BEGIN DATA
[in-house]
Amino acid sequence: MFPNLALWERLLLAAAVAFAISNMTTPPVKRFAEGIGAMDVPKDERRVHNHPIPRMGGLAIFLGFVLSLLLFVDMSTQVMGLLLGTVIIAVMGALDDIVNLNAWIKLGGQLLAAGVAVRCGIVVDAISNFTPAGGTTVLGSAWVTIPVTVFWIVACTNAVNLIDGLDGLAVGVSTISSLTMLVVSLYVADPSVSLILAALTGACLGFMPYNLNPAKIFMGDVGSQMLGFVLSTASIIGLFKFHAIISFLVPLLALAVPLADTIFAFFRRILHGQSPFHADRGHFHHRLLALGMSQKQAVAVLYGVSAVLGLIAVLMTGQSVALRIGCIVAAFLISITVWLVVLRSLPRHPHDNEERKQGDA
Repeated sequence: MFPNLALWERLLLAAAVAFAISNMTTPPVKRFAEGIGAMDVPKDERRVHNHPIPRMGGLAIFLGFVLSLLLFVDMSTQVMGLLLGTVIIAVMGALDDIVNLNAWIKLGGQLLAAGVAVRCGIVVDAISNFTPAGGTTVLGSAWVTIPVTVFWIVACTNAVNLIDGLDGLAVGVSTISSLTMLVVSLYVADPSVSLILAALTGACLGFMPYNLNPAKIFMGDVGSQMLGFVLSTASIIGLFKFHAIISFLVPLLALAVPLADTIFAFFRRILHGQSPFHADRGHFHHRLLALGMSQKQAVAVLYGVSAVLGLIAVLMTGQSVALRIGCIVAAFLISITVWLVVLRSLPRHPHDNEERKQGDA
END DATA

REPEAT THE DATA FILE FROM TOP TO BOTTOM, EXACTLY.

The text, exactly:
[in-house]
Amino acid sequence: MFPNLALWERLLLAAAVAFAISNMTTPPVKRFAEGIGAMDVPKDERRVHNHPIPRMGGLAIFLGFVLSLLLFVDMSTQVMGLLLGTVIIAVMGALDDIVNLNAWIKLGGQLLAAGVAVRCGIVVDAISNFTPAGGTTVLGSAWVTIPVTVFWIVACTNAVNLIDGLDGLAVGVSTISSLTMLVVSLYVADPSVSLILAALTGACLGFMPYNLNPAKIFMGDVGSQMLGFVLSTASIIGLFKFHAIISFLVPLLALAVPLADTIFAFFRRILHGQSPFHADRGHFHHRLLALGMSQKQAVAVLYGVSAVLGLIAVLMTGQSVALRIGCIVAAFLISITVWLVVLRSLPRHPHDNEERKQGDA
Repeated sequence: MFPNLALWERLLLAAAVAFAISNMTTPPVKRFAEGIGAMDVPKDERRVHNHPIPRMGGLAIFLGFVLSLLLFVDMSTQVMGLLLGTVIIAVMGALDDIVNLNAWIKLGGQLLAAGVAVRCGIVVDAISNFTPAGGTTVLGSAWVTIPVTVFWIVACTNAVNLIDGLDGLAVGVSTISSLTMLVVSLYVADPSVSLILAALTGACLGFMPYNLNPAKIFMGDVGSQMLGFVLSTASIIGLFKFHAIISFLVPLLALAVPLADTIFAFFRRILHGQSPFHADRGHFHHRLLALGMSQKQAVAVLYGVSAVLGLIAVLMTGQSVALRIGCIVAAFLISITVWLVVLRSLPRHPHDNEERKQGDA